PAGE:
National Cherry Blossom Festival organizers predicted Thursday that the peak period for the blooms this year will be March 24 through 31, a few days earlier than in recent years because of mild winter temperatures.
This year's festival is scheduled to begin March 20 - the first day of spring -and will mark the centennial of the District's receiving 3,000 trees as a gift from Japan. The festival, which is five weeks long this year in honor of the centennial, runs through April 27.
The prediction of the peak bloom period - when 70 percent of the blossoms are blooming at once - is not definite. But National Park Service chief horticulturist Robert DeFeo said at a news conference at the Newseum in Northwest Washington that his forecast has proved correct in 16 of the past 20 years.
"I assure you, you're not going to see a late bloom," he said. The flowers generally last between four and 10 days, depending on the weather. The average peak bloom date is April 4.
Bob Vogel, superintendent of the Mall and memorial parks, said staff has been "working all year to prepare for the cherry blossom festival."
Events this year include the opening ceremony, with performances by singer Sara Bareilles and Japanese artists Misia and Hideki Togi on March 25 and the festival parade on April 14, along with various other Japanese cultural events, art exhibitions and performances.
Historically, a major part of the National Cherry Blossom Festival has been the emphasis on the trees, which symbolize the relationship between the United States and Japan. About 100 of the original 3,000 trees remain.
"They are a symbol of friendship," said John Malott, president and CEO of the Japan-America Society of Washington. "We would like to commit ourselves to deepen the bond of friendship over the next 100 years."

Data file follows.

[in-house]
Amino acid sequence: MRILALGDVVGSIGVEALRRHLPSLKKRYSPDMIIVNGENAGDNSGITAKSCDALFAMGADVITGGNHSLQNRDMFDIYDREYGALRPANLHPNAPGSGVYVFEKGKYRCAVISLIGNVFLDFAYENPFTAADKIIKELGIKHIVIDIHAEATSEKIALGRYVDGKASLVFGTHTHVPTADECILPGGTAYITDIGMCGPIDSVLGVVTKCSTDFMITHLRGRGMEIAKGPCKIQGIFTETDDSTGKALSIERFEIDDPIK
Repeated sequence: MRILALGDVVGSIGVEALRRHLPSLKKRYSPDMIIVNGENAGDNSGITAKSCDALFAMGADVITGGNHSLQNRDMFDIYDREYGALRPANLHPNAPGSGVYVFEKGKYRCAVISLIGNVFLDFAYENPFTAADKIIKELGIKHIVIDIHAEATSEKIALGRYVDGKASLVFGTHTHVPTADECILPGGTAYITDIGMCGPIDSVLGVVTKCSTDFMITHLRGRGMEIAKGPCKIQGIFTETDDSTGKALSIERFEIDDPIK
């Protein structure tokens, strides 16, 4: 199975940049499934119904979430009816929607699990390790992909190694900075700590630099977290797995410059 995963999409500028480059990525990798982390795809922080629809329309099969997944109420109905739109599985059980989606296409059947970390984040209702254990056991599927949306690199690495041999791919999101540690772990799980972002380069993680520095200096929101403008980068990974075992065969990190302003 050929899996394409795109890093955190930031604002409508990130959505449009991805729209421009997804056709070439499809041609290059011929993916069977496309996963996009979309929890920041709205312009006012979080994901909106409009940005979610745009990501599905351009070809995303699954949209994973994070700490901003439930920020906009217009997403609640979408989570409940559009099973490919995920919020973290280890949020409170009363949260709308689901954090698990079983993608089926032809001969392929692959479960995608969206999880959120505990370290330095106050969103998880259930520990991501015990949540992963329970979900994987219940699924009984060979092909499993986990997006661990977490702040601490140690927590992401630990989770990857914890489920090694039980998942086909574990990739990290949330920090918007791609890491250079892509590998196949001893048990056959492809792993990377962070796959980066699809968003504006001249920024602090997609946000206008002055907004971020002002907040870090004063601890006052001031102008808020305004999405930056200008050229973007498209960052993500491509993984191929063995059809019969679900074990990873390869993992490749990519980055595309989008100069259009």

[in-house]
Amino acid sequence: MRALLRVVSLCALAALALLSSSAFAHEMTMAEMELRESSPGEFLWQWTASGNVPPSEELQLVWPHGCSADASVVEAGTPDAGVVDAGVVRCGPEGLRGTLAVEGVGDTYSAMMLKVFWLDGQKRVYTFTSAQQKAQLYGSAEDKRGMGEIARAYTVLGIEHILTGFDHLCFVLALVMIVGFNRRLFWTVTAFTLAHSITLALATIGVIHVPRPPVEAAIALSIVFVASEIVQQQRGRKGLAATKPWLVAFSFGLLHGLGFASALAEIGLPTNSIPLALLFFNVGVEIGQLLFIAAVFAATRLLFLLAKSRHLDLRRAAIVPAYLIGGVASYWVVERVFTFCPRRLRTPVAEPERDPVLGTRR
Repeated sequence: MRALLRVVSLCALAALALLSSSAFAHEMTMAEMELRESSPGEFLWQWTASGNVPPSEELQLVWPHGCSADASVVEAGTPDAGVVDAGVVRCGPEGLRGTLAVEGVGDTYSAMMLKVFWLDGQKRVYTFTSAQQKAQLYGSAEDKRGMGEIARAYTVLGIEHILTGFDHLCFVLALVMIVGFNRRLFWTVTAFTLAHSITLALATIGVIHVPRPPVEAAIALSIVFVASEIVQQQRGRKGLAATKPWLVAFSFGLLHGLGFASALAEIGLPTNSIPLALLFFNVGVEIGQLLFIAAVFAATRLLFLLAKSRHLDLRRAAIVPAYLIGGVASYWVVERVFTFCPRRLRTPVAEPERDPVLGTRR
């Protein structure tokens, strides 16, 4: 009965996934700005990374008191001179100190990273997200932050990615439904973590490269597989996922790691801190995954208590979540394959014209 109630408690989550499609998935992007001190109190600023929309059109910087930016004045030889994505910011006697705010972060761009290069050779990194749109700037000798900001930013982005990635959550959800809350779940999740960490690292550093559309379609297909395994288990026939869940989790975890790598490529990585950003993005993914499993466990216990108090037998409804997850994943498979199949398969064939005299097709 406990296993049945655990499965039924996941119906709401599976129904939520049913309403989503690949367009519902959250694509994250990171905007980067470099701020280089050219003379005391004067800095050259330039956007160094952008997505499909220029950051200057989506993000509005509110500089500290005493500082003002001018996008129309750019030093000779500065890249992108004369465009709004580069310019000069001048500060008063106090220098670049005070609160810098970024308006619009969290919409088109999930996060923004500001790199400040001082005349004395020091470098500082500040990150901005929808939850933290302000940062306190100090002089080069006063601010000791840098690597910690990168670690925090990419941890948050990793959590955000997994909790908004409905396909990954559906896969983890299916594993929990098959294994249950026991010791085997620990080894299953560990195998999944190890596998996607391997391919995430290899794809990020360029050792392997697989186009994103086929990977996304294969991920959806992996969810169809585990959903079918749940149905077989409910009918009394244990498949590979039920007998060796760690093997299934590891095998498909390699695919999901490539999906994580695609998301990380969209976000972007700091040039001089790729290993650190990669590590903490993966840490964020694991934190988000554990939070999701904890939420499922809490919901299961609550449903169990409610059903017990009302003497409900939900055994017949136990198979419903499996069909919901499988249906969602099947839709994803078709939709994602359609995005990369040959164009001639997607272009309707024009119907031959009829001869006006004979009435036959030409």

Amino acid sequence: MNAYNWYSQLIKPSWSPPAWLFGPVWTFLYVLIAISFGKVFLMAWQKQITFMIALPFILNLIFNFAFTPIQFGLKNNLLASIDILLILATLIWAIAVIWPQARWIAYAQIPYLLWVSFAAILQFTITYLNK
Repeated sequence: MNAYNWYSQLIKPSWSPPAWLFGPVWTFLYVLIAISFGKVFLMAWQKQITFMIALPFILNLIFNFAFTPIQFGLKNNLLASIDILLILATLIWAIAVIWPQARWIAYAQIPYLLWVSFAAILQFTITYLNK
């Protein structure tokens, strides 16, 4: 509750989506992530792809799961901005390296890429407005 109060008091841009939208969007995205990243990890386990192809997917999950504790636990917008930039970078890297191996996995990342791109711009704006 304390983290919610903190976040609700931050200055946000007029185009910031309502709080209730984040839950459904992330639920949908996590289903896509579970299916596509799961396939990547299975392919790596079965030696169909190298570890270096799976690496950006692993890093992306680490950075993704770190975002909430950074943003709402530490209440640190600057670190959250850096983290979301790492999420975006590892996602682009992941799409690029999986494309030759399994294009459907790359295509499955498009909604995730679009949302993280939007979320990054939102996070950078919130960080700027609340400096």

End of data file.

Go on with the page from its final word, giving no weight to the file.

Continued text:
Last year's festival was overshadowed by the earthquake and tsunami that had hit Japan in March, prompting festival organizers to include a candlelight vigil and an event called Stand With Japan.
"Our prayers continue to be with the people of Japan this year," said D.C. Mayor Vincent C. Gray.
With the festival bringing large numbers of tourists to the city annually, the District is expecting to see big economic impacts again this year, Mr. Gray said.
"Last year's festival generated $126 million," Mr. Gray said. "It's an integral part of our culture and economy."
Residents also have acknowledged the role of the festival in bringing visitors to the area.
"We're lucky to live here, and I'm glad people can come down and enjoy it," Arlington resident Shireen Dodoni said. "That's the intent of the festival, I think - to have people visit."
Mr. Gray also thanked organizers and more than 1,000 volunteers involved each year in the effort that goes into planning the festival.
"This is a massive undertaking to do this every year," Mr. Gray said. "It's not simply an international festival but a source of great pride."
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